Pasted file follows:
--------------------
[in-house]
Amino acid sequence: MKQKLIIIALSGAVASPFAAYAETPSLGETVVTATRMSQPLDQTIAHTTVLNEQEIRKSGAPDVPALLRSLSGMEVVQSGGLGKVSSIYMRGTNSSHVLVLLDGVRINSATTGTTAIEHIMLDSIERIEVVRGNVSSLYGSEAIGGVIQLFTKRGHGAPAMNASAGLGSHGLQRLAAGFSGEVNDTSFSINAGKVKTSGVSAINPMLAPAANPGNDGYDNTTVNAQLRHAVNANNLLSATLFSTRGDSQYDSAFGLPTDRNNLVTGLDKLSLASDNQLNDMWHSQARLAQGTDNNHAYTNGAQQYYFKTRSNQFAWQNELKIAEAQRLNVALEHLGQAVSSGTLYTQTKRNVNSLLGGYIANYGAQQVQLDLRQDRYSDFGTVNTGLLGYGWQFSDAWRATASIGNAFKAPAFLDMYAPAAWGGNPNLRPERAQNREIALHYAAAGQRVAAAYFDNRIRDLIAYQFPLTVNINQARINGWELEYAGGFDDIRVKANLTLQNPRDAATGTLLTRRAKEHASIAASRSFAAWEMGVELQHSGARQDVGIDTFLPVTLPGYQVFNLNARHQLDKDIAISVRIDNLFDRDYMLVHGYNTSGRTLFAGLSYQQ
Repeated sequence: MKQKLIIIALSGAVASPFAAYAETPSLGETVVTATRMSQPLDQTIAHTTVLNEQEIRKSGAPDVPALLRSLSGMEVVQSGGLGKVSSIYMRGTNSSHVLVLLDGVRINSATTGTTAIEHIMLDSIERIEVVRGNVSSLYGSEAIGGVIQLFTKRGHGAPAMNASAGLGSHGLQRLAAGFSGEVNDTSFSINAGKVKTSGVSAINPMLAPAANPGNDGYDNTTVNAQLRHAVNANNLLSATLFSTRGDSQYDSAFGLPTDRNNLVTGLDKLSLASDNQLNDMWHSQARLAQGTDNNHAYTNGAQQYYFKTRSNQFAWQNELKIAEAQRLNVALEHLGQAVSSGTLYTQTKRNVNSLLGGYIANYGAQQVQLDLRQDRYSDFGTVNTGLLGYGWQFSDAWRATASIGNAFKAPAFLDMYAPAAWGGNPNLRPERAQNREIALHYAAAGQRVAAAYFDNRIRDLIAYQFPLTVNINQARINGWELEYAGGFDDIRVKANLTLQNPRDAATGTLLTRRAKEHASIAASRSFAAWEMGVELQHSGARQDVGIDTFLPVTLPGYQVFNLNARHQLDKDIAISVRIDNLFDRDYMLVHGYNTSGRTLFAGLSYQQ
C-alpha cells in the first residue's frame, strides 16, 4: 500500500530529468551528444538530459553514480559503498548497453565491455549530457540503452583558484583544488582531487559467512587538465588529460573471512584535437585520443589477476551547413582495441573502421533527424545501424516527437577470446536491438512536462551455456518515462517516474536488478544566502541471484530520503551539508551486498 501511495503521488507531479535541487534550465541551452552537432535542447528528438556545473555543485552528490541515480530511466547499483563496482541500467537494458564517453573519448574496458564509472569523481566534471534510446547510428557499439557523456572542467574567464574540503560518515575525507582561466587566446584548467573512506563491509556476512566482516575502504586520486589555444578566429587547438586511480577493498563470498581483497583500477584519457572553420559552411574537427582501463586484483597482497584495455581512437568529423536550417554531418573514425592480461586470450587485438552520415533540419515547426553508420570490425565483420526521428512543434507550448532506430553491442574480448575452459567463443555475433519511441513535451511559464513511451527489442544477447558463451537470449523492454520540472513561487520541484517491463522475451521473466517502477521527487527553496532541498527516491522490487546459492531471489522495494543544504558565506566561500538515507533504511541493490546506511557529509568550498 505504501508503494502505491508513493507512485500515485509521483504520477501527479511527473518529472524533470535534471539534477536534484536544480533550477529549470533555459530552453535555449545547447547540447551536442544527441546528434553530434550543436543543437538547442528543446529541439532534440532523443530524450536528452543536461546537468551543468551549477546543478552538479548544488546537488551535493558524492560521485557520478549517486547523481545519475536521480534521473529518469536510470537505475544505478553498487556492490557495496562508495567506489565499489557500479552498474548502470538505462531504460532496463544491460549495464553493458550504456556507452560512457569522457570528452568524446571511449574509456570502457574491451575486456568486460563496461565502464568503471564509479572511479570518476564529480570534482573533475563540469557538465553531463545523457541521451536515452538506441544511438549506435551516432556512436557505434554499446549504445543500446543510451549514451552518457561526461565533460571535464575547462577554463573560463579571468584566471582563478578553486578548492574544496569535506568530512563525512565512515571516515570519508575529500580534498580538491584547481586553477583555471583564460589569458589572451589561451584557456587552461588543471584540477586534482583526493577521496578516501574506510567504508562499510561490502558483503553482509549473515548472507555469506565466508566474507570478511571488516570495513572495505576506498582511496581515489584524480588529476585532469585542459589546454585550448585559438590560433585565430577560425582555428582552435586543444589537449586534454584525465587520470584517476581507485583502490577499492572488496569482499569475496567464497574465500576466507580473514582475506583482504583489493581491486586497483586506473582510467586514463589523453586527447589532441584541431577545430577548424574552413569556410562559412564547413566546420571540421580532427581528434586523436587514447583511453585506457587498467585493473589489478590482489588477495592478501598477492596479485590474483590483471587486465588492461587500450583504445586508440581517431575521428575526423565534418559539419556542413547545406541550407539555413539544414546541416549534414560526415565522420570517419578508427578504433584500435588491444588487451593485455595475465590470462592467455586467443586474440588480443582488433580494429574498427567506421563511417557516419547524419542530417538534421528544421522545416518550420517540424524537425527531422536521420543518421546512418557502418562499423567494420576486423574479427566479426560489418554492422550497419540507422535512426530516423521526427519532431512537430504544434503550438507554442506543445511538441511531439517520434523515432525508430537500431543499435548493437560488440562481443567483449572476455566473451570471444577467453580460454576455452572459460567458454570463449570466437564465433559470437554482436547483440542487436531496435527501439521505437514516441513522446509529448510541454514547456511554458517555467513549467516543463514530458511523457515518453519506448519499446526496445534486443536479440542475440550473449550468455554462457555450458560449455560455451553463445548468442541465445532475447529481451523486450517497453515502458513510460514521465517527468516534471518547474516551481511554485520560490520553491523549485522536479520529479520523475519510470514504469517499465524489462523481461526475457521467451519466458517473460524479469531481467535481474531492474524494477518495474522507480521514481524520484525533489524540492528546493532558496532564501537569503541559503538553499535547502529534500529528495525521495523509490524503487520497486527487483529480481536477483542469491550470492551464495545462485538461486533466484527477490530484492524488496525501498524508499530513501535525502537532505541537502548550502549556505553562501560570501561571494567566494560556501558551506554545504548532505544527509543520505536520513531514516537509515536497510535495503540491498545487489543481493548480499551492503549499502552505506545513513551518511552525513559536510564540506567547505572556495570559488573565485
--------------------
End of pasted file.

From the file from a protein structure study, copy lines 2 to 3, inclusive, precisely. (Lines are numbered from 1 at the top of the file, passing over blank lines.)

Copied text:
Amino acid sequence: MKQKLIIIALSGAVASPFAAYAETPSLGETVVTATRMSQPLDQTIAHTTVLNEQEIRKSGAPDVPALLRSLSGMEVVQSGGLGKVSSIYMRGTNSSHVLVLLDGVRINSATTGTTAIEHIMLDSIERIEVVRGNVSSLYGSEAIGGVIQLFTKRGHGAPAMNASAGLGSHGLQRLAAGFSGEVNDTSFSINAGKVKTSGVSAINPMLAPAANPGNDGYDNTTVNAQLRHAVNANNLLSATLFSTRGDSQYDSAFGLPTDRNNLVTGLDKLSLASDNQLNDMWHSQARLAQGTDNNHAYTNGAQQYYFKTRSNQFAWQNELKIAEAQRLNVALEHLGQAVSSGTLYTQTKRNVNSLLGGYIANYGAQQVQLDLRQDRYSDFGTVNTGLLGYGWQFSDAWRATASIGNAFKAPAFLDMYAPAAWGGNPNLRPERAQNREIALHYAAAGQRVAAAYFDNRIRDLIAYQFPLTVNINQARINGWELEYAGGFDDIRVKANLTLQNPRDAATGTLLTRRAKEHASIAASRSFAAWEMGVELQHSGARQDVGIDTFLPVTLPGYQVFNLNARHQLDKDIAISVRIDNLFDRDYMLVHGYNTSGRTLFAGLSYQQ
Repeated sequence: MKQKLIIIALSGAVASPFAAYAETPSLGETVVTATRMSQPLDQTIAHTTVLNEQEIRKSGAPDVPALLRSLSGMEVVQSGGLGKVSSIYMRGTNSSHVLVLLDGVRINSATTGTTAIEHIMLDSIERIEVVRGNVSSLYGSEAIGGVIQLFTKRGHGAPAMNASAGLGSHGLQRLAAGFSGEVNDTSFSINAGKVKTSGVSAINPMLAPAANPGNDGYDNTTVNAQLRHAVNANNLLSATLFSTRGDSQYDSAFGLPTDRNNLVTGLDKLSLASDNQLNDMWHSQARLAQGTDNNHAYTNGAQQYYFKTRSNQFAWQNELKIAEAQRLNVALEHLGQAVSSGTLYTQTKRNVNSLLGGYIANYGAQQVQLDLRQDRYSDFGTVNTGLLGYGWQFSDAWRATASIGNAFKAPAFLDMYAPAAWGGNPNLRPERAQNREIALHYAAAGQRVAAAYFDNRIRDLIAYQFPLTVNINQARINGWELEYAGGFDDIRVKANLTLQNPRDAATGTLLTRRAKEHASIAASRSFAAWEMGVELQHSGARQDVGIDTFLPVTLPGYQVFNLNARHQLDKDIAISVRIDNLFDRDYMLVHGYNTSGRTLFAGLSYQQ